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Stranger King

Stephen King's 'It' gets a big-screen update

Fear. The only way to conquer "it" is to face "it." That's the crux of Stephen King's best-selling horror tome "It," and its screen adaptations, first a two-part 1990 ABC miniseries and now Andy Muschietti's cinematic "Chapter 1," with "Chapter 2" in development.

The movie is the story of seven preteens experiencing severe growing pains in Derry, Maine, a vision of small-town America (ironically outsourced here to Toronto), where a quaint, picturesque Main Street and seemingly sedate suburbs mask horrors literally and figuratively beneath its surface. For Derry's sewers host a powerful malevolent entity that preys most vigorously on children and most commonly in the form of the ultimate creepy clown, Pennywise (Bill Skarsgard). In a prologue, Pennywise dispatches a young boy whose older brother Bill (Jaeden Lieberher of "Midnight Special") soon becomes de facto leader to the bullied misfits of "The Losers Club."

Muschietti's film makes palpable King's theme of the worst horrors arguably being the ones perpetrated by humans on each other: a sexually abusive father here; a psychopathic, switchblade-wielding bully not above carving flesh there. "It" locates as much primal fear in these literal-minded subplots as in the kids' nightmare encounters with Pennywise. Aided by a bulbous forehead and untamed smile, Skarsgard effectively unsettles, sharing with predecessor Tim Curry an un-American otherness (Curry was born in England, Skarsgard in Sweden). It's not all bad: friendship and love make the evil bearable and beatable, with a sweetly aching adolescent love triangle adding its own excitement.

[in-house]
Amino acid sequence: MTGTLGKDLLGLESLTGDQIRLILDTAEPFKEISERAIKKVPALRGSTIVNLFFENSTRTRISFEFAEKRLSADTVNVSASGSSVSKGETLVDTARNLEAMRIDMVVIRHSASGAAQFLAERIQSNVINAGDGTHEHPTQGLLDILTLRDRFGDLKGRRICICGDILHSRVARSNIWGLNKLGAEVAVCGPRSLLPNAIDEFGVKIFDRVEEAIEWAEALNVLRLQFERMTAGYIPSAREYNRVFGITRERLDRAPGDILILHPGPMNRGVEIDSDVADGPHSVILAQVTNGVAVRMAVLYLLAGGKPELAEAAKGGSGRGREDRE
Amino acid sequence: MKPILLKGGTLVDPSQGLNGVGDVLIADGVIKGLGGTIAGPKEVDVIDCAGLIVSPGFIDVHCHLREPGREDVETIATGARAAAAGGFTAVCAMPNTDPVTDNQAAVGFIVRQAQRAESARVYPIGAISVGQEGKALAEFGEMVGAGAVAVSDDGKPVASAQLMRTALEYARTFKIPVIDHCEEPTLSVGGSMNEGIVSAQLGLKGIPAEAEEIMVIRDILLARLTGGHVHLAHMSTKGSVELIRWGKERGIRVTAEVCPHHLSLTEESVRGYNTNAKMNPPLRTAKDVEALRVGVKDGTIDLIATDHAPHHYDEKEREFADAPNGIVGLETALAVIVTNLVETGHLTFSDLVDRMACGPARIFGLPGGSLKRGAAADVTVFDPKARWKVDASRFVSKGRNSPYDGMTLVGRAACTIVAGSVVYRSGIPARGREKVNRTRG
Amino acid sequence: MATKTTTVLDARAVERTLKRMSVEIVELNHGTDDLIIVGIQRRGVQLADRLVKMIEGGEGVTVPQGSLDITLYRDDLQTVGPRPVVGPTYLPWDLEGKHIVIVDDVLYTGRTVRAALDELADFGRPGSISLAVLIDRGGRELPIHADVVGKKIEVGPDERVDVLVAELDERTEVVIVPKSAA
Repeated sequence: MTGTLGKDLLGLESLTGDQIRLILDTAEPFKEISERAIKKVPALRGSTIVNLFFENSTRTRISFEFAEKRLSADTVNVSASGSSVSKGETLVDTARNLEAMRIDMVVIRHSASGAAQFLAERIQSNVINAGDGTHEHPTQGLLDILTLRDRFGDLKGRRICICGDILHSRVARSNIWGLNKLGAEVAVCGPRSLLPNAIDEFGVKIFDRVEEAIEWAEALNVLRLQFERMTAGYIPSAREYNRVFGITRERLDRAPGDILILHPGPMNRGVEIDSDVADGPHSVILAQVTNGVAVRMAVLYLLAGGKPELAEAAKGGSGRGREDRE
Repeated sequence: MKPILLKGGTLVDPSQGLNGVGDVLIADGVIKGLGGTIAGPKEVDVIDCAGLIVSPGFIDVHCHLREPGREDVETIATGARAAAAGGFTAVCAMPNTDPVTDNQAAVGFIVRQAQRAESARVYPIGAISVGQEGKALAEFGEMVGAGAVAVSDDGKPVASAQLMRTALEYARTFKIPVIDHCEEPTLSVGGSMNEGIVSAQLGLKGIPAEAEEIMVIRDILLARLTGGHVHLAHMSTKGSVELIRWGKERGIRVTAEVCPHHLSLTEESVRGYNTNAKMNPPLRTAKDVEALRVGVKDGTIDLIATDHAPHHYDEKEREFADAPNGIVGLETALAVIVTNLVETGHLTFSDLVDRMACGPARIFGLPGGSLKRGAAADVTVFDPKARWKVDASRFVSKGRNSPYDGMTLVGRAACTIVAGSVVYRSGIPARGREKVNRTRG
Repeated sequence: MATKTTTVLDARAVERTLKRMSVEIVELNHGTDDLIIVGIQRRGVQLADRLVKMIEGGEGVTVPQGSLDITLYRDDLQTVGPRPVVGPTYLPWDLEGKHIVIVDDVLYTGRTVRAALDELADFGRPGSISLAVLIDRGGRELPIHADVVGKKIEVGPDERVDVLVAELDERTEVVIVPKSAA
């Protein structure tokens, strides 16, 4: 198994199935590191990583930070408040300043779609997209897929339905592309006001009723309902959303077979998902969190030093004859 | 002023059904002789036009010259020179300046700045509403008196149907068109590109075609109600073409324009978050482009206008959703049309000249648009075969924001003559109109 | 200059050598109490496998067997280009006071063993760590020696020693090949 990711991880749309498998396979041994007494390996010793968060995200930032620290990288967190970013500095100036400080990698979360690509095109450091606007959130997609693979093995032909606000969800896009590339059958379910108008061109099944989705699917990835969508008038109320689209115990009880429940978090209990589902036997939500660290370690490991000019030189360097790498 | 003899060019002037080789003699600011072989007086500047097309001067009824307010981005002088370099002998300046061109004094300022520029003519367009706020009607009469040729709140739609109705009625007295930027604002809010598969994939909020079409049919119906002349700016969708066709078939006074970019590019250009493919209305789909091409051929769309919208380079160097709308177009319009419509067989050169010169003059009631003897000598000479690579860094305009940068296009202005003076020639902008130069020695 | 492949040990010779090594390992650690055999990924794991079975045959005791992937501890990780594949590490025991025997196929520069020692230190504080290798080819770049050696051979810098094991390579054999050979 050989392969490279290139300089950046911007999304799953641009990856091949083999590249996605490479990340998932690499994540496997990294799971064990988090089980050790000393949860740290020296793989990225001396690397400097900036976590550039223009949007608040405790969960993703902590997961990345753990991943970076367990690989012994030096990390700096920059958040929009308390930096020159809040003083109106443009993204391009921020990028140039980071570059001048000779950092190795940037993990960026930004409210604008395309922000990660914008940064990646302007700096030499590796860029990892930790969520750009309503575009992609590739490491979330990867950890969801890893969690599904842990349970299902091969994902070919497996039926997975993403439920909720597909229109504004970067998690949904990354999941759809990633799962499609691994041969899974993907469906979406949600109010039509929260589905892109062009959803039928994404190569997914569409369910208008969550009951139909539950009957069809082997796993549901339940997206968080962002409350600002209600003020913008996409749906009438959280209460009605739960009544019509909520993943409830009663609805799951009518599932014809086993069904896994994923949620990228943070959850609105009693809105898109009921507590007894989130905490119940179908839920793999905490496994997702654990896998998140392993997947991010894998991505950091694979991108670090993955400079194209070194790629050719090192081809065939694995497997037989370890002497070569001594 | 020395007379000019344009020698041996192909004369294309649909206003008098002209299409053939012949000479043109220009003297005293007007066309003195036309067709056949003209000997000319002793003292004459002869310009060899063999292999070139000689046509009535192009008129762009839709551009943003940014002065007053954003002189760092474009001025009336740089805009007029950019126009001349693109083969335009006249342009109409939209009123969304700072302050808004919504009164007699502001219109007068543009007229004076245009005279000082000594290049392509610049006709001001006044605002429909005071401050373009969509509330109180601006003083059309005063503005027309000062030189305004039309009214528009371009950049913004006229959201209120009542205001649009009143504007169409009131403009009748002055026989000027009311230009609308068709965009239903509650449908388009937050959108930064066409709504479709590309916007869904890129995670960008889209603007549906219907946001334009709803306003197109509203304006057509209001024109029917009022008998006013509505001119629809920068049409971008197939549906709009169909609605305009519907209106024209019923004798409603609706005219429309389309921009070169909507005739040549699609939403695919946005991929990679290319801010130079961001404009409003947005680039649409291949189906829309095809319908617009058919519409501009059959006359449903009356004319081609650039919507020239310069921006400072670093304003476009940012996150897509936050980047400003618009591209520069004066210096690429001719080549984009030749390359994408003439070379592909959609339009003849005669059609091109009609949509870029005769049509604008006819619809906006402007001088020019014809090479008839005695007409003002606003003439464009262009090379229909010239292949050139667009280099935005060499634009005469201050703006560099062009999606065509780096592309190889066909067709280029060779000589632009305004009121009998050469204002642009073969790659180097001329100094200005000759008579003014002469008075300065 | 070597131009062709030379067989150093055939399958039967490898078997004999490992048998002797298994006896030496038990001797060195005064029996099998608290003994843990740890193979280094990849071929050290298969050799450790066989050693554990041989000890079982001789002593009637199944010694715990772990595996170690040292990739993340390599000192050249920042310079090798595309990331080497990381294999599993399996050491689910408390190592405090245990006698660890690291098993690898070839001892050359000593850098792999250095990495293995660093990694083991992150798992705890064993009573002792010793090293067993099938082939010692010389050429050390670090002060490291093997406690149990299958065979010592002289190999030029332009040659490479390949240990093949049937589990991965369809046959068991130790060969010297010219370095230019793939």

The new film sensibly bumps forward the setting from the late 1950s to the late 1980s, in anticipation of a contemporary "Chapter 2" to follow (audiences would do well to remember that, while "Chapter 1" tells a story with a satisfying beginning, middle, and end, it's also only half of King's narrative and thematic plan). The update still benefits from nostalgia: the cinematography's soft '80s look and a throwback approach to the horror (including makeup effects by Alec Gillis and Tom Woodruff, Jr.) evokes the films of that period, including the "Nightmare on Elm Street" series (name-checked by Muschietti) and "Stand By Me," the 1986 King adaptation that traded in its own '50s nostalgia. Inevitably, this "It" also rhymes with Netflix's King-inspired, '80s-set "Stranger Things," in part due to the casting of that show's Finn Wolfhard as horny wisecracker Richie.

In adapting roughly half of the 1,100-page source material, screenwriters Chase Palmer, Cary Fukunaga, and Gary Dauberman have a lot to cram into what's become a 135-minute film. Although Muschietti's film isn't entirely beat-for-beat faithful to the source (King's nutty post-climax gets necessarily excised), it adheres closely enough to please most King fans, especially those who have hungered for the profane and graphically violent R-rated version the miniseries couldn't provide. If some of the dramatics are corny and some of the horrors diluted by decades of market saturation, strong performances and production carry the day. This pop-culture psychodrama still works, and linked up to its pending sequel should add up to a bit more than the sum of its parts.

— Peter Canavese

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